ANSWER: Rom. 3:9, "they are all under sin," as explained in verses 10-18. Verses 10-13 inclusive denote a state, as also verse 18. Rom. 6:1, "continue in sin." Here the verb implies a state. The next verse, "we who died to sin, how can we any longer live therein?" The words "live therein" must relate to a state of sin rather than an act. Sin is sometimes used to denote the source whence the evil acts proceed; hence II Thess. 2:3, "man of sin," a man in such a condition that he seems unable to live without sin; also Rom. 5:21, 6:12, "Sin reigned." Here Paul is thinking of sin as a state which he personifies, as he does in Rom. 7:23 and 8:2, "law of sin." The same is true of Rom. 6:6, "in bondage to sin." Christ conceives of sin as a condition in John 8:34, "the bond servant (Greek, slave) of sin."

Steele's Answers p. 139.

Thursday, April 17, 2014

Is Baptism Necessary to Salvation?

QUESTION: Does this verse teach that water baptism is necessary to salvation, "He that believeth and is baptized shall be saved"?

ANSWER: The rest of the verse (Mark 16:16), "but he that disbelieveth shall be condemned," makes unbelief the sole cause of condemnation. Water baptism is not saving, but contempt of it is damning. An involuntary absence of it, as in the case of the thief converted on the cross, cannot be the ground of condemnation.

Steele's Answers pp 138, 139.

Wednesday, April 16, 2014

Why Do Pastors Stand to Pray?

QUESTION: Why is it that so many preachers stand when they pray?

ANSWER: Some are of "the standing order," having been educated to pray in that posture, as were the ancient Jews and the modern Calvinists. It is said that the Puritans caught cold on Plymouth Rock and it settled in their knees. But this does not account for the stiff-kneed Methodist preachers. Some of them stand because, Zaccheus like, they are too short to be seen by the people, if they kneel behind the pulpit; others are embarrassed by having to stoop down to adjust the kneeling stool, and others think the pos­ture of the body is indifferent so long as they tell God that they come to him on the bended knees of their souls, "as though souls have knees!"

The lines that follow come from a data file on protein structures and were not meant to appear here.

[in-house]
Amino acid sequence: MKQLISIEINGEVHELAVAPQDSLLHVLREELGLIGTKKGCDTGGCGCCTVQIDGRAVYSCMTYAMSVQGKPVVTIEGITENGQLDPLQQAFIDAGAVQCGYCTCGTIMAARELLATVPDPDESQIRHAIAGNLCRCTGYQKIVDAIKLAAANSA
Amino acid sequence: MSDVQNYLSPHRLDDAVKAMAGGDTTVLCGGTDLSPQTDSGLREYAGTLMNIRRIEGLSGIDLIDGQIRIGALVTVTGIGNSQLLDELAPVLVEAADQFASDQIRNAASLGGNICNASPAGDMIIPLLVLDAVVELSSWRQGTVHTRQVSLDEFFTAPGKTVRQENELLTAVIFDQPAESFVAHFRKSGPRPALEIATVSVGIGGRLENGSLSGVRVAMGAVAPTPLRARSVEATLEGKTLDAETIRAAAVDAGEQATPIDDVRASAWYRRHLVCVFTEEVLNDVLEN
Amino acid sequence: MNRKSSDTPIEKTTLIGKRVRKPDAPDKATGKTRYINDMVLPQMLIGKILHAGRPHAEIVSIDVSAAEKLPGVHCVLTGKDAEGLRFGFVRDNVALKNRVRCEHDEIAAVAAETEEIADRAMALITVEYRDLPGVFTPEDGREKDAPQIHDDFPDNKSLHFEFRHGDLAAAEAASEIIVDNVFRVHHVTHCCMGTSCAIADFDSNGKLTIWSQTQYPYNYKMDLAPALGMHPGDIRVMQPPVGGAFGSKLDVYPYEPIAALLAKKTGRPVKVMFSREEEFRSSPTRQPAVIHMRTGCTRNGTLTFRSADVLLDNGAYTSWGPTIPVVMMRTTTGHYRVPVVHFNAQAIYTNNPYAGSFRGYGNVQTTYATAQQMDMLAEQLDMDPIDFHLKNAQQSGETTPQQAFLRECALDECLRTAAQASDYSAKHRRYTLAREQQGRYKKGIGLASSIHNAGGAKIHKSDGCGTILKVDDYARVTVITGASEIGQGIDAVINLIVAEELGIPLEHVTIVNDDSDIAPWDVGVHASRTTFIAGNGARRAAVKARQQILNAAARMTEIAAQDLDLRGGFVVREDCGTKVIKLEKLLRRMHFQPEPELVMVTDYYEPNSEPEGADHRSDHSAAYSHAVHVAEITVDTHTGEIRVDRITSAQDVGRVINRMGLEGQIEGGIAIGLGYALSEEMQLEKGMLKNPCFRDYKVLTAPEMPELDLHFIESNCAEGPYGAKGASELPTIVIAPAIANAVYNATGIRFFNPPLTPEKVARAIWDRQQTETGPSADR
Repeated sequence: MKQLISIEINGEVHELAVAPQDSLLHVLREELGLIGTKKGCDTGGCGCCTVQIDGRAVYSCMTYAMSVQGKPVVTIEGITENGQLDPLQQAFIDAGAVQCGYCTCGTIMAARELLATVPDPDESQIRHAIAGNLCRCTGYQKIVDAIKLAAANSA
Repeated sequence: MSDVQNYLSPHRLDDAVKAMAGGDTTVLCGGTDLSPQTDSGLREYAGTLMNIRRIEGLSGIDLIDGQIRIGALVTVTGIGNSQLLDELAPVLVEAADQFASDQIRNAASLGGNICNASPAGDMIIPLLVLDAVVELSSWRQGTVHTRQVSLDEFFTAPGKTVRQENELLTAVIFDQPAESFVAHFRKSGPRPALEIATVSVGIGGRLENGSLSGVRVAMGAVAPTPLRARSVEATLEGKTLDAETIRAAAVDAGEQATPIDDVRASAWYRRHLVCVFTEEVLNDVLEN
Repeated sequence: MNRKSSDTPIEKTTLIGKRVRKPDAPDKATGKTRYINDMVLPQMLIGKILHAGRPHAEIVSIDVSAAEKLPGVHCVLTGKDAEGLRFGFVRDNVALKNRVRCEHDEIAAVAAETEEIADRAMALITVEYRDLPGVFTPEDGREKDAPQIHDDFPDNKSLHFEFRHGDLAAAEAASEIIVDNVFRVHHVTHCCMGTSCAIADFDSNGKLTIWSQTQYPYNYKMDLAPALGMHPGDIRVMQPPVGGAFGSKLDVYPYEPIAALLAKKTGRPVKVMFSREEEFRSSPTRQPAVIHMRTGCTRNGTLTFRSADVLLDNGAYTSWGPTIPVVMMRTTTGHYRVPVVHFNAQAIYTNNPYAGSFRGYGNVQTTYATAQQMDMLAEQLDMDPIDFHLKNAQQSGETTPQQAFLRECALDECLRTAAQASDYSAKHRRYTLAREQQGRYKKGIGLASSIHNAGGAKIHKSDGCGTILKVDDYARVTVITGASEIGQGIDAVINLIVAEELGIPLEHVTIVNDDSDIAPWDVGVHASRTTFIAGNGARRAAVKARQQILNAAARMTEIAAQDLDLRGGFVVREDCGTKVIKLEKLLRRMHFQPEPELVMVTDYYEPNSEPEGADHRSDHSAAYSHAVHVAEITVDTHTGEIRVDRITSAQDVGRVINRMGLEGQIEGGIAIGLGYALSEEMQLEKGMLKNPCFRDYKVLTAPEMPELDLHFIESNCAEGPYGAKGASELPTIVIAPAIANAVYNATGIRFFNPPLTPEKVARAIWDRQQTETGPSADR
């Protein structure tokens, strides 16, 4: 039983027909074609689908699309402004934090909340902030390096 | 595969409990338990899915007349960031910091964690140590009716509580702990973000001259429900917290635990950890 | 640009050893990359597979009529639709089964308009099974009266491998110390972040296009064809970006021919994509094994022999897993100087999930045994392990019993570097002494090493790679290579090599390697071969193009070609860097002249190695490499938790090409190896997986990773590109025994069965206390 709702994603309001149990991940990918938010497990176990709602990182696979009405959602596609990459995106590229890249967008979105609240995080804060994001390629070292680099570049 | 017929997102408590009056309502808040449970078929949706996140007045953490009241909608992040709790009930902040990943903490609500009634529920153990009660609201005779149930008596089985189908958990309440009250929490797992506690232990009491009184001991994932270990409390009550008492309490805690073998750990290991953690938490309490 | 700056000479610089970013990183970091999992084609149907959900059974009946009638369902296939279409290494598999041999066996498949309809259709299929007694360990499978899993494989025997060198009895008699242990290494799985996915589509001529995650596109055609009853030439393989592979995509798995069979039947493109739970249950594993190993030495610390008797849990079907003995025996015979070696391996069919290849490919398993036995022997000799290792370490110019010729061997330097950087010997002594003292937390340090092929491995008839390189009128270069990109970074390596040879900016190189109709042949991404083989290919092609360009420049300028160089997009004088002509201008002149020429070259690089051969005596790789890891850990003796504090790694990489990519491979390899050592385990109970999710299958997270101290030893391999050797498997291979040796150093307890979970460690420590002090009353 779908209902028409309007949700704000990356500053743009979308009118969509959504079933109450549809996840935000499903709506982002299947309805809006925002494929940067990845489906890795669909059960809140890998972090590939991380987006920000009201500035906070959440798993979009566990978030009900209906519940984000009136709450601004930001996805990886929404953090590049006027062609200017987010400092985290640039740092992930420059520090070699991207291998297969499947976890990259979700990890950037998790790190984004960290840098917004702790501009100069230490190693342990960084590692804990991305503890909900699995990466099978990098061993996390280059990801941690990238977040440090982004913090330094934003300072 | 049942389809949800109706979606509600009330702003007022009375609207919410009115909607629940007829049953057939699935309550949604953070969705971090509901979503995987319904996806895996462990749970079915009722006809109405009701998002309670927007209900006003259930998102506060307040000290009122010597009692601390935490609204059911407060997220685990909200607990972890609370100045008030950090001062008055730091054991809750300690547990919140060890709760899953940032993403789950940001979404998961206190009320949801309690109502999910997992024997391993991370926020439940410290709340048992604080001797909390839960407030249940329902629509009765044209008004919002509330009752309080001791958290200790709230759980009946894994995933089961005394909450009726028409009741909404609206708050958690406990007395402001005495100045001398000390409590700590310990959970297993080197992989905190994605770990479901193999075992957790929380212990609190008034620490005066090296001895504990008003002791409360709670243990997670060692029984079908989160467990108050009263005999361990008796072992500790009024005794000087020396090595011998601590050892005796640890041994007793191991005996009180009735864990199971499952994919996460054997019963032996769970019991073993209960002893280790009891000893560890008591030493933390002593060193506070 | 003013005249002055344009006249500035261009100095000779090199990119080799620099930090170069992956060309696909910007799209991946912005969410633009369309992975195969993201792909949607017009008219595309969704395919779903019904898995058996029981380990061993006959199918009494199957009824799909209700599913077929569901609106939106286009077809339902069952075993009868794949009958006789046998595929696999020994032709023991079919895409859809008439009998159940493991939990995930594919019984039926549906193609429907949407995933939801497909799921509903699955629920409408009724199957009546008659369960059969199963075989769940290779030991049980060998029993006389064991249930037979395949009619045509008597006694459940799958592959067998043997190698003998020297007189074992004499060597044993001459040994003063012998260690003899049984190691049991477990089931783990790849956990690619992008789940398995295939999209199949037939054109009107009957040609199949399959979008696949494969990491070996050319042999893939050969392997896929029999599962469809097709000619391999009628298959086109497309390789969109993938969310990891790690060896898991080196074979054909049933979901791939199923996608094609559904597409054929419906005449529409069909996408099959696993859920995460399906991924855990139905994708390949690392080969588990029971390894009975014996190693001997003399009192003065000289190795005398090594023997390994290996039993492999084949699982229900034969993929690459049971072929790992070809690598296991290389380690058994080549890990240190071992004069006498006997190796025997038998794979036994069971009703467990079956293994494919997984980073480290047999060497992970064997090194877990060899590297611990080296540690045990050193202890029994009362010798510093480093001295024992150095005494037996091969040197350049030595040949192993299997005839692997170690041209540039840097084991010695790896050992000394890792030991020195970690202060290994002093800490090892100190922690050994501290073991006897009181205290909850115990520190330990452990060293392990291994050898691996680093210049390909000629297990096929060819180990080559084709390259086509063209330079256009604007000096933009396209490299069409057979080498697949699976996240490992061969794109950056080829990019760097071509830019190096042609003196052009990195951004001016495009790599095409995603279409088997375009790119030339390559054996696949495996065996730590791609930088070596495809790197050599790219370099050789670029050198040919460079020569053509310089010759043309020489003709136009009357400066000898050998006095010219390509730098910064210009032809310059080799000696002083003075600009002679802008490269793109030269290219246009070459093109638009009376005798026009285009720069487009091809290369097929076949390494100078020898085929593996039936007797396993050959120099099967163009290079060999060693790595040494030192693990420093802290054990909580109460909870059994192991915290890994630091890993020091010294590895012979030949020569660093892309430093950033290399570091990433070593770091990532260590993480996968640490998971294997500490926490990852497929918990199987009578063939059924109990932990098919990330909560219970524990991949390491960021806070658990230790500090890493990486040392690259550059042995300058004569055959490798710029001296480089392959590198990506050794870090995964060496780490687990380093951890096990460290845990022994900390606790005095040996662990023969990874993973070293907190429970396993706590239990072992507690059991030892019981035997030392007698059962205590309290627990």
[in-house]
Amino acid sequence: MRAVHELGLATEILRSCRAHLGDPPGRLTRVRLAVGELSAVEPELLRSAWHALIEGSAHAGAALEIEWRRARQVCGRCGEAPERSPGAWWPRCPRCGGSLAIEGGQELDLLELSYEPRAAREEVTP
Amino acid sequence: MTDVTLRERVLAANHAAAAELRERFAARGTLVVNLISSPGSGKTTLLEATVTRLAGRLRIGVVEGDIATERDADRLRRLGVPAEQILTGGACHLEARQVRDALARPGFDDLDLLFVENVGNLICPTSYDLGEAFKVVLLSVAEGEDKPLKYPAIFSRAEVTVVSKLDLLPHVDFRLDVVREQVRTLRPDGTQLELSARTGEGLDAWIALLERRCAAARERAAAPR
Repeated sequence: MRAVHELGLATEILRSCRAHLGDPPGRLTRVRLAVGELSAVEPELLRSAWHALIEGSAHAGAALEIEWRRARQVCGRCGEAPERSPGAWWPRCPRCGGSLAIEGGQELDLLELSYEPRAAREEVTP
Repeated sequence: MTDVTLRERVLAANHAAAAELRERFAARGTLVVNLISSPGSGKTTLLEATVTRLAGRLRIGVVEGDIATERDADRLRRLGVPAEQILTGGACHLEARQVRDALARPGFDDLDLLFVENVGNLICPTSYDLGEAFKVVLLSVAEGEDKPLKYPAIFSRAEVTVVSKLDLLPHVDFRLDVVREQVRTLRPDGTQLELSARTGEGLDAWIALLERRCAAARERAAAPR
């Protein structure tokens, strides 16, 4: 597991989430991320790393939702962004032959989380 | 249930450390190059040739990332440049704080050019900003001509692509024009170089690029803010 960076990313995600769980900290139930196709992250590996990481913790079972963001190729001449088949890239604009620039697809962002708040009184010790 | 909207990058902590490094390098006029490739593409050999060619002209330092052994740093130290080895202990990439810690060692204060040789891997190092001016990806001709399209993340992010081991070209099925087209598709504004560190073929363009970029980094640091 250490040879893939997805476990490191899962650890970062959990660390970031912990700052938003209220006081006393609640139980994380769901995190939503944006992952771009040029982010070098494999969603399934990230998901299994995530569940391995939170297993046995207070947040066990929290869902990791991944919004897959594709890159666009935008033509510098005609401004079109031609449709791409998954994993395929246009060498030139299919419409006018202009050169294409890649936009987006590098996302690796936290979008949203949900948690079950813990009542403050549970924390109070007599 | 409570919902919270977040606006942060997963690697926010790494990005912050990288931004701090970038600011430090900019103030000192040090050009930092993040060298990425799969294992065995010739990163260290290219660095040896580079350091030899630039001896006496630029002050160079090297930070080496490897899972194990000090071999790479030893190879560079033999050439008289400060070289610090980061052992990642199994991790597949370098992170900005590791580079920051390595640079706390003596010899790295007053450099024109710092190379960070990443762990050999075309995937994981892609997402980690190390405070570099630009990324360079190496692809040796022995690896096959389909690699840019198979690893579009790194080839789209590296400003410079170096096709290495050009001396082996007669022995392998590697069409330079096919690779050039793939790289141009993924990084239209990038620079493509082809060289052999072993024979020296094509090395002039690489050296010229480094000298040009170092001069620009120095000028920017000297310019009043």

Steele's Answers p. 138.

Tuesday, April 15, 2014

Should a Preacher Wear a Ring?

QUESTION: Is it right for a minister of the Gospel to wear a ring on his finger?

ANSWER: It is certainly not in good taste, nor does it seem to be Pauline for a man if it is forbidden to a woman. If it is a superfluity for a lady it is a super-superfluity for a gentleman, especially while pleading for money to feed the starving or to evangelize the heathen. It would not be right for me to be flourishing rings in the pulpit. The Lord has not "appointed me to be judge of my brother's conscience in this matter.

Steele's Answers p. 138.

Monday, April 14, 2014

A Sorry Set of Christians

QUESTION: Explain I Cor. 14:40, "Let all things be done decently and in order."

ANSWER: "I should loth to minister to such a sorry set of Christians as were the Corinthians. Wrangling about Paul, Apollos and Cephas, full of envying and strife, running after false teachers, harboring an incestuous person without discipline, degrading the Lord's supper into a drunken banquet, giving to Paul constant sorrow, these Corinthians needed miracles to give them respectable title to the Christian name; and they so abused miraculous gifts by jealousy and contention that they turned their Sabbath assemblies into cabals of men and women, shouting, singing, praying, prophesying, pell-mell, without decency or order." These words of Dr. Joseph P. Thompson show why Paul gave this precept about becoming behavior in public worship.

Steele's Answers p 137.

Saturday, April 12, 2014

Fit for Heaven?

QUESTION: If inbred sin is merely a hereditary tendency to sin, is the soul that is regenerated but without the experience of entire sanctification fit for heaven?

ANSWER; The new birth entitles to the adoption of sons and to life everlasting. "If children, then heirs of God," etc. Heirship gives the title, but does not give the complete fitness. This must be sought by the believer. If while seeking completed holiness he sud­denly dies, he is saved by virtue of the new covenant in which God promises to save all who perseveringly trust in him. The truth is, everyone who loves God in the first degree desires what John calls perfect love initiated by entire sanctification, and that this state of grace is the heritage of every infant cut off in infancy and of every soul born of God and called to Christ. This is an inference from all the promises made by a covenant-keeping God, and not a special revelation found in the Holy Scriptures which would almost certainly have been abused.

Steele's Answers pp. 136,137.